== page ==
We began to make friends, and I discovered that they were just as curious about us and our lives as we were about them. The kids spoke varying levels of English, largely dependent on how many years they had been living in the ashram and attending school. Some had a large vocabulary and conversational skills; others spoke little more than a few words of English. I found it was surprisingly easy, however, to communicate without sharing even a word of common language.
In many ways they were just like other children I’ve known with homes and families of their own – except for their neediness, their raw hunger for affection, love, belonging. In the midst of the games, laughter and silliness that we engaged in all day long it became almost easy for me to forget that they were orphans. When that reality came crashing back it never failed to hurt my insides with the same breathless intensity as it had the first time. Especially when it intruded unexpectedly, as happened one afternoon.
Caroline and Papa had arranged an ice cream party. Two tables were pulled into the courtyard as the frozen cartons were delivered. The kids lined up eagerly from youngest to oldest to be handed their paper cups of ice cream as we scooped it out in a battle of time against the sun blazing overhead. As we served the icy treats and listened to the kids slurping away, I noticed that Santosh, the boy I sponsored, was nowhere to be seen. I asked some of the other boys about him, and they pointed toward the top of the stairs.
I went up and found him sitting alone, seeming sad and listless. He wasn’t interested in the ice cream. A house mother named Madhu passed, and I asked her to help me find out what was wrong; I was afraid Santosh was hurt, or sick. Madhu took him into the boys’ dorm and talked to him for several minutes.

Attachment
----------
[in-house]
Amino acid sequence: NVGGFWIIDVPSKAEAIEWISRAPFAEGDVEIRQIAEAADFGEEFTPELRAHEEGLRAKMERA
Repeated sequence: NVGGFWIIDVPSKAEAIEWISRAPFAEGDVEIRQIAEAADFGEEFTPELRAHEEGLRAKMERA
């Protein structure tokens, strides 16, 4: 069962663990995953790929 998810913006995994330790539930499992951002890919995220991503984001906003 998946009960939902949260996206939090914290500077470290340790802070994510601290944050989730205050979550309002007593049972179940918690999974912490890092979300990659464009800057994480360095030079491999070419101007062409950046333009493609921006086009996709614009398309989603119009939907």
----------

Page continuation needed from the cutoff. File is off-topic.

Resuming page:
“He misses his mother,” she said simply when she came back out.
I felt it in my heart, and knew that although they loved us being there it could sometimes only make them miss the presence of their own parents. The good of all these caring surrogate parent figures – Papa, Caroline, the house mothers, the volunteers – outweighed the heaviness of sorrow, to be sure. But it was easy to miss the sadness, at times, in the presence of love that filled the ashram. I was reminded anew that these children all carried secret grief and damage inside them, often hidden or temporarily forgotten but never erased entirely.
I sat with Santosh on the edge of the concrete walkway outside his dorm room. Draping my arm around his shoulders I squeezed reassuringly and held him against my side. I knew that his mother had died when he was so young he couldn’t possibly remember her, not really; but to mourn the idea of a mother, that huge absence in his life like a great gaping hole – that was another thing completely. We sat together, not speaking, while in the courtyard in front of us the other children slurped up their ice cream noisily.
* * *